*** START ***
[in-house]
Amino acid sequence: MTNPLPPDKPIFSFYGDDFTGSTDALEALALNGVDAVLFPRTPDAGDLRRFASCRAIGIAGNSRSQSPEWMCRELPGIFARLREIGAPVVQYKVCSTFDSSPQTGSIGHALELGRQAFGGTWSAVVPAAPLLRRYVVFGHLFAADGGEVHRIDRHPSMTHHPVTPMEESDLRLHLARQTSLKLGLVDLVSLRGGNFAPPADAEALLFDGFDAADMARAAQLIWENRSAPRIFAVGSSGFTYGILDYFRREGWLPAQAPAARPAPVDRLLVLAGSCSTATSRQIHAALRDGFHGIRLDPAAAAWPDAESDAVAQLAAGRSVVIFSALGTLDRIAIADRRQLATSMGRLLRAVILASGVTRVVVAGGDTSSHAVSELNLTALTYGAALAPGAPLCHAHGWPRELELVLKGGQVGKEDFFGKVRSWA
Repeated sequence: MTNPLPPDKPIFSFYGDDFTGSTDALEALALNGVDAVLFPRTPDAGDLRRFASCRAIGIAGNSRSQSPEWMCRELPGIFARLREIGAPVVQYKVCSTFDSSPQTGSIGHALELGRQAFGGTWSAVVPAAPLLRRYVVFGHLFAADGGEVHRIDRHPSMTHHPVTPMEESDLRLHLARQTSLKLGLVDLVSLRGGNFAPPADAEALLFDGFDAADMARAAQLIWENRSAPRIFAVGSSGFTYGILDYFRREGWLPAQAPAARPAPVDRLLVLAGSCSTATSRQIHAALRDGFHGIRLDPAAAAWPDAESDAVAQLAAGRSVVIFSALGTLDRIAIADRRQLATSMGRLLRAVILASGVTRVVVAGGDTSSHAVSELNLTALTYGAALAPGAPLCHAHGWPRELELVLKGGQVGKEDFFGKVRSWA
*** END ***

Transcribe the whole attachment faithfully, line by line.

[in-house]
Amino acid sequence: MTNPLPPDKPIFSFYGDDFTGSTDALEALALNGVDAVLFPRTPDAGDLRRFASCRAIGIAGNSRSQSPEWMCRELPGIFARLREIGAPVVQYKVCSTFDSSPQTGSIGHALELGRQAFGGTWSAVVPAAPLLRRYVVFGHLFAADGGEVHRIDRHPSMTHHPVTPMEESDLRLHLARQTSLKLGLVDLVSLRGGNFAPPADAEALLFDGFDAADMARAAQLIWENRSAPRIFAVGSSGFTYGILDYFRREGWLPAQAPAARPAPVDRLLVLAGSCSTATSRQIHAALRDGFHGIRLDPAAAAWPDAESDAVAQLAAGRSVVIFSALGTLDRIAIADRRQLATSMGRLLRAVILASGVTRVVVAGGDTSSHAVSELNLTALTYGAALAPGAPLCHAHGWPRELELVLKGGQVGKEDFFGKVRSWA
Repeated sequence: MTNPLPPDKPIFSFYGDDFTGSTDALEALALNGVDAVLFPRTPDAGDLRRFASCRAIGIAGNSRSQSPEWMCRELPGIFARLREIGAPVVQYKVCSTFDSSPQTGSIGHALELGRQAFGGTWSAVVPAAPLLRRYVVFGHLFAADGGEVHRIDRHPSMTHHPVTPMEESDLRLHLARQTSLKLGLVDLVSLRGGNFAPPADAEALLFDGFDAADMARAAQLIWENRSAPRIFAVGSSGFTYGILDYFRREGWLPAQAPAARPAPVDRLLVLAGSCSTATSRQIHAALRDGFHGIRLDPAAAAWPDAESDAVAQLAAGRSVVIFSALGTLDRIAIADRRQLATSMGRLLRAVILASGVTRVVVAGGDTSSHAVSELNLTALTYGAALAPGAPLCHAHGWPRELELVLKGGQVGKEDFFGKVRSWA